Learnit Training

9. Interactivity

9.1 Interactivity

An interactive Flash animation is an animation that responds in any way to a certain action of a user (the one who is watching the animation). This includes a button that, when pressed, stops the animation or allows it to go to a certain frame, but also, for example, a complete game of programmed Flash offers various possibilities to add interactivity. In the simplest case, it can be a form that the user fills out and sends to the web server at the push of a button. With the help of the built-in programming language ActionScript, it is even possible to create games.
Interactivity therefore means that the user can influence the 'behaviour' of the Flash animation. Flash must therefore respond to certain input, called user input, from the person viewing the animation.

9.2 buttons

9.2.1 Introduction Buttons

The simplest way to add interactivity is by using a button. A button has many similarities to a movie clip, with the main difference being that a button normally hears a piece of code that causes Flash to do something when the button is clicked. For example, you might create a button that stops the Flash movie, or makes a particular movie clip visible or invisible. A button, unlike a movie clip, has only four frames. These are used to make the button look different when a user moves the mouse over the button or presses it.

9.2.2 Use an existing button

Inserting a button in a Flash animation is really easy. Like a movie clip, a button is always an instance of a (button) symbol from the library. With the Library window open you can simply drag a button symbol to the place where you want to have an instance of the relevant button. You can also use a pre-programmed button from the common-Library buttons.
Once the button is inserted, Flash still needs to know what is to happen at the time the button is pressed. We do this by adding a piece of code to the button in the ActionScript programming language. In the button's Object code window you can view and edit that piece of code. You have to add this code yourself and if you have just created a new button there will be no code. The basis of adding ActionScript code is addressed in the next section.

The library window with the column child

9.2.3 Create a New button symbol

Before you can insert a button, you must first have a symbol of the button you want to use. This can of course be a button from an existing library, but more often this will be a symbol that you created yourself first. To design a new button you must first add a new button-symbol to your library. You can then open and edit this symbol in almost the same way as a movie clip is edited. the up, over and down frame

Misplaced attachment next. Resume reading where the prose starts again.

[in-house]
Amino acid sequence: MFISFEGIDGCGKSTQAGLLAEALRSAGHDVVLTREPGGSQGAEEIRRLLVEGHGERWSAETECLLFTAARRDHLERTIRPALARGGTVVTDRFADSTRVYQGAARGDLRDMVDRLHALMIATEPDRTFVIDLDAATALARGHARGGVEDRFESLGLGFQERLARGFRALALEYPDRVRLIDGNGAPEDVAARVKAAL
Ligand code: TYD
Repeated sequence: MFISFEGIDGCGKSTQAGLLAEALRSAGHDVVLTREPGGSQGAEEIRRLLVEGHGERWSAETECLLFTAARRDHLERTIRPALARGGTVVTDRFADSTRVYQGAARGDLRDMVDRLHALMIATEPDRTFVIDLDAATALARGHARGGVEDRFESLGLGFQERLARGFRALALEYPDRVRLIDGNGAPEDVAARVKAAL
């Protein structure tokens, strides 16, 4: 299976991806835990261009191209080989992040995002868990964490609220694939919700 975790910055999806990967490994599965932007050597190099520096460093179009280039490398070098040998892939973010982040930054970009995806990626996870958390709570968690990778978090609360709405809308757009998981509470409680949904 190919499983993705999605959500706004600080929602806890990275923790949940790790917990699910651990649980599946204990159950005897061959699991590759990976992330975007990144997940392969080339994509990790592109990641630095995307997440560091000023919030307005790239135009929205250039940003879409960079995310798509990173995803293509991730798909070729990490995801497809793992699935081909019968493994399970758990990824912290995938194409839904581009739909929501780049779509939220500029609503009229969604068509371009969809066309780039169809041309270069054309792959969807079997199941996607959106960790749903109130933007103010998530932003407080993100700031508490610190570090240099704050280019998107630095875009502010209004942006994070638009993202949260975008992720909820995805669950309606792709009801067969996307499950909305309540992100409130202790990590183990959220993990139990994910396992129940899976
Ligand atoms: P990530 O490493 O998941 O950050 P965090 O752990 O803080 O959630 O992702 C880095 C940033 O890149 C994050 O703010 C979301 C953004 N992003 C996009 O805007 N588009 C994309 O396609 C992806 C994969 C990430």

A button, other than a movie clip, consists of four frames, each with a specific function. Using these four frames it is possible to create special effects, such as a button that seems to be really pressed. In The first three frames, the Upframe, the Overframe and the down frame, the button is drawn as it will look normal, if the user moves the mouse over the button and when the user actually presses the button.
A button, like a movie clip, can consist of several layers. Often, many layers in all three button designs (frames) will be the same. For layers that are the same in multiple frames (for example, in the up and Overframe), create a keyframe once (in this case in the Upframe), and for subsequent frames (in this case only the Overframe), create an ordinary frame.
If a layer in a given frame is different from the preceding frame, you create a new keyframe for that state. the Hitframe

A special function is reserved for the hitframe. The hitframe will never be shown while playing the movie. The hitframe gives you the possibility to tell Flash which area of the button is ' sensitive '. In other words, what area of the button can be clicked. This can be useful, among other features, when you create a button with shadow and you don't want the shadow to be clickable. The area in which the hitframe is drawn will become sensitive to the mouse. Often the hitframe will consist of, for example, a single square, which covers the sensitive area of the bud. You can also put the complete button in this frame and only give those layers no hitframe that may not be sensitive (for example, think of a layer that contains the shadow).

9.3 Basic ActionScript

To create interactivity in the animation, it is necessary for Flash to know how to respond to user input. For example, once you have created a button, Flash will tell you what to do at the moment the button is pressed. This ' tell ' happens in the ActionScript programming language developed specifically for Flash. People who have already worked with JavaScript will find many similarities between the two languages. They are both derived from the ' ECMA Script standard '.